Being scanned at airport security check points by full body scanners has become a part of life for everyone who travels. Once we remove our belts, shoes, and jackets and cast aside our earthly possessions, we are subject to internal scanning by machines that could be altering our DNA, all in the name of safety and security.
In November 2011, members of the European Union banned the use of x-ray body scanners in airports throughout the EU because of “health and safety” concerns-including damage to DNA. The exact number of cancer cases attributed to use of these scanners has been debated, with one estimate being six to 100 airline passengers per year getting cancer associated with exposure to the scanners.
When it was announced in January 2013 that airports in the United States would be eliminating these questionable scanners, the stated reason was not the health issue that concerned officials in other parts of the world but that experts were unable to develop congressionally mandated privacy software in time. The old units were removed and replaced by other technology, known as millimeter wave scanners. Rather than radiation, these machines expose airline passengers to high-frequency energy particles called terahertz photons. But are these newer scanners safer than the old ones?
The TSA (Transportation Safety Administration) insists that the new technology “uses non-ionizing radio-frequency energy in the millimeter spectrum with no known adverse health effects.”
According to at least one group of researchers, that’s not the case. At the Center for Nonlinear Studies at Los Alamos National Laboratory in New Mexico, a group of scientists reported that terahertz waves have an ability to “unzip double-stranded DNA, creating bubbles that could significantly interfere with processes such as gene expression and DNA replication.”
Several decades ago, a team of Russian scientists evaluated the impact of millimeter waves on the chromatin conformational state (aka, DNA, RNA, and proteins) on animals and found that they induces “statistically significant changes” at millimeter waves similar to those used by airport scanners. The authors also noted that “such important indices as gene expression, rate of cell division as well as the rates of DNA and protein synthesis were affected” by millimeter waves.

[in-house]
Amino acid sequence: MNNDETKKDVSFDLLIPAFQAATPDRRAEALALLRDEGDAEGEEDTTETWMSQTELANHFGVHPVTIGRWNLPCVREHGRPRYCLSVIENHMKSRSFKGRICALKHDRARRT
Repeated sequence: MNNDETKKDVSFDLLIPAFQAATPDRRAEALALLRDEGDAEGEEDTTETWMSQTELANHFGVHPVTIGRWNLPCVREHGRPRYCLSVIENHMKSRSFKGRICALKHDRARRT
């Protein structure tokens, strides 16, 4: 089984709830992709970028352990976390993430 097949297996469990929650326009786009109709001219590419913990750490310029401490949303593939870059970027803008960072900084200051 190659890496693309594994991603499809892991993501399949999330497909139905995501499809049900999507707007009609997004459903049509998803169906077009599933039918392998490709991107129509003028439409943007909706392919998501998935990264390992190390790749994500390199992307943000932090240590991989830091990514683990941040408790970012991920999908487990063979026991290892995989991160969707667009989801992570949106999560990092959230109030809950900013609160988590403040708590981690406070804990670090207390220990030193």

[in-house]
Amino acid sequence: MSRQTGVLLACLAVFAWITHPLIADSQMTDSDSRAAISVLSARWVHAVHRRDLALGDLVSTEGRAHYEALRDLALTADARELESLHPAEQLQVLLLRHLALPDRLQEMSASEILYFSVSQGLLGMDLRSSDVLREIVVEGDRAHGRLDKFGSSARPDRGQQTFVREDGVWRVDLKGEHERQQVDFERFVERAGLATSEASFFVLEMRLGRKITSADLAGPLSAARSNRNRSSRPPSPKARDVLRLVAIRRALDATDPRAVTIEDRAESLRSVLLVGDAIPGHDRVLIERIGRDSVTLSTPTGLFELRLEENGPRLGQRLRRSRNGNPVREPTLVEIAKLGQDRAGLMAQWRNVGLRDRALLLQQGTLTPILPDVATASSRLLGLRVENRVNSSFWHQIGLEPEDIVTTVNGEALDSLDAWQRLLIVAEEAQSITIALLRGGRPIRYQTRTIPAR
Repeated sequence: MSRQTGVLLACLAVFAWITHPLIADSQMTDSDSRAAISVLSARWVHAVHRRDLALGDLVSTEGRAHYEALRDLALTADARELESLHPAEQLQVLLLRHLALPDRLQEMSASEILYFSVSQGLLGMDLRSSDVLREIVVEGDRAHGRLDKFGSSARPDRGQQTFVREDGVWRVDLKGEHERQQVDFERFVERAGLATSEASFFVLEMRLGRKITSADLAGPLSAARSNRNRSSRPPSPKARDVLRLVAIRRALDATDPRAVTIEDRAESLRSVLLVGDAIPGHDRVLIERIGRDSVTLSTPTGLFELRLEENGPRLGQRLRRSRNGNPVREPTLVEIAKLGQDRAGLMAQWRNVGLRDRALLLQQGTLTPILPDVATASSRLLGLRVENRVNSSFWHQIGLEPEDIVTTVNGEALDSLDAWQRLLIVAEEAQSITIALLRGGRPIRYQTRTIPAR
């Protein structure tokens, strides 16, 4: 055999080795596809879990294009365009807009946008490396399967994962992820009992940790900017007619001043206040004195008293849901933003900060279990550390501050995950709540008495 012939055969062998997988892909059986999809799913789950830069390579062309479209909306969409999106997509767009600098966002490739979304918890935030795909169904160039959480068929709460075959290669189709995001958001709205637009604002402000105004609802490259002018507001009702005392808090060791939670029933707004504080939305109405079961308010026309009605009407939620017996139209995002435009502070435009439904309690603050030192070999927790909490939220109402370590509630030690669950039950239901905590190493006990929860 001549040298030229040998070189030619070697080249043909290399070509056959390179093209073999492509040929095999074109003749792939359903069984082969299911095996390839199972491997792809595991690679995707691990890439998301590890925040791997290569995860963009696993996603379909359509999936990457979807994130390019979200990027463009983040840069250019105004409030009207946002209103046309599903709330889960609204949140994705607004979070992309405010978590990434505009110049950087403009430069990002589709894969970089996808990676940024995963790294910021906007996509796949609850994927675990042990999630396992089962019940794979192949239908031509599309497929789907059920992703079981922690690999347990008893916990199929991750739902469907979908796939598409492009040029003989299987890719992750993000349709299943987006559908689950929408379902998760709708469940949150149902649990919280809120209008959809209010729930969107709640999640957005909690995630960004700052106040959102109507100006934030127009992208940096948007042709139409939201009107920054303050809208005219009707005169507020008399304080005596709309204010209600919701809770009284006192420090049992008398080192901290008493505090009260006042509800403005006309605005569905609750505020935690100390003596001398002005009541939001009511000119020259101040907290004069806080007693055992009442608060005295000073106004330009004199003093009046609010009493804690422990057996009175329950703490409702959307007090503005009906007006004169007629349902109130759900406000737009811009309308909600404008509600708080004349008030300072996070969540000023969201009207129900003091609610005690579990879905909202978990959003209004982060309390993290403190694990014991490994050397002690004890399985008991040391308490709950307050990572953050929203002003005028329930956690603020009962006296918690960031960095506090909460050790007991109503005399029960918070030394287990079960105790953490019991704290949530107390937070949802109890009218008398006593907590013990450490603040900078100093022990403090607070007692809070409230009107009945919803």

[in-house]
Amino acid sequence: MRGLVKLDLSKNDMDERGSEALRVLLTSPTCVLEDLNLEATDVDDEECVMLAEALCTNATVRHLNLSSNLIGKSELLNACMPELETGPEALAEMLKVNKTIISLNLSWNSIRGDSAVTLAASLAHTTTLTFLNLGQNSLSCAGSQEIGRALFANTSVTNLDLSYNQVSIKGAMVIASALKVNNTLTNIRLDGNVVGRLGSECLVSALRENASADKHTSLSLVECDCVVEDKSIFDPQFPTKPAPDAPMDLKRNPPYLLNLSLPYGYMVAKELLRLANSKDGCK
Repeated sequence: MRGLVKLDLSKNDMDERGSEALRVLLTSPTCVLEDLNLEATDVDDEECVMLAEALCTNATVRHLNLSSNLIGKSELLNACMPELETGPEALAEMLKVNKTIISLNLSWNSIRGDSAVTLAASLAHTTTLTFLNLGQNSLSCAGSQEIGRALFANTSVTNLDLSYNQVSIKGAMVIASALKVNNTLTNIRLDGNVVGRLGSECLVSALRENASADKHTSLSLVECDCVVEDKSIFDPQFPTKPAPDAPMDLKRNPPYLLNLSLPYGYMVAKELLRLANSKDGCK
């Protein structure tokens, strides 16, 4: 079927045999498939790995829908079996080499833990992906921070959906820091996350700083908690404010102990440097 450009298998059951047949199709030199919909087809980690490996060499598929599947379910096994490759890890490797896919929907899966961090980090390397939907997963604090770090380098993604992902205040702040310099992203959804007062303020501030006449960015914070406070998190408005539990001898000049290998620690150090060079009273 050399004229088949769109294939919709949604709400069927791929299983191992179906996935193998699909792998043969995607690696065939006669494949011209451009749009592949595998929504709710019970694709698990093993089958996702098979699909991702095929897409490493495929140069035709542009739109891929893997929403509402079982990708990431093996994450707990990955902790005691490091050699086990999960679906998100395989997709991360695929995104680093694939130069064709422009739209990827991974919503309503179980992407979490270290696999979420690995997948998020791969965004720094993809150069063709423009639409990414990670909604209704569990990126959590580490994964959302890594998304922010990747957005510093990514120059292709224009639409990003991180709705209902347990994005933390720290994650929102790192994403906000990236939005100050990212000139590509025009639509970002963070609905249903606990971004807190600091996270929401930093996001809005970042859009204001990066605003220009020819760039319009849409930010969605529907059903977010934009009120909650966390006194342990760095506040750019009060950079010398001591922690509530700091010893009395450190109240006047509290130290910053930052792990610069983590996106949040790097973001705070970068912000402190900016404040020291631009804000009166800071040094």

In one of the most recent reports on millimeter wave technology and airport scanners appearing in the Journal of Radiation Research and Applied Sciences, the authors noted that although such scanners are being used extensively at airport security check points, “there is still an alarmingly small amount of information about its potential health effects.” Even though these scanners are believed to be less dangerous for our health, “the long term effects of this type of radiation are still uncertain.”
Security precautions at airports are here to stay, which means, for now we need to get used to scanning devices. If you are concerned about exposure to the newer airport scanners, you can opt for a pat down instead (this is what I do when I travel). Just be sure to leave the house a little earlier to allow for the extra time you’ll need to get through security (sometimes there is a wait for female Officers). However, in my opinion it is a small price to pay for peace of mind.
Accardo J, Chaudbry MA. Radiation exposure and privacy concerns surrounding full-body scanners in airports. Journal of Radiation Research and Applied Sciences 2014 Apr; 7(2): 198-200
Belvaev IY, Kraychenko VG. Resonance effect of low-intensity millimeter waves on the chromatin conformational state of rat thymocytes. Z. Naturforsch 1994; 49c: 352-58
Digital Trends. Airport x-ray body scanners banned in Europe over cancer risks
European Commission press release. Aviation security: Commission adopts new rules on the use of security scanners at European airports. 2011 November
Forti K. Los Alamos study finds airport scanners can rip apart and alter DNA. Collective Evolution
Graball M. US government glossed over cancer concerns as it rolled out airport X-ray scanners. 2011 Nov 1. ProPublica
Transportation Safety Administration. Screening technology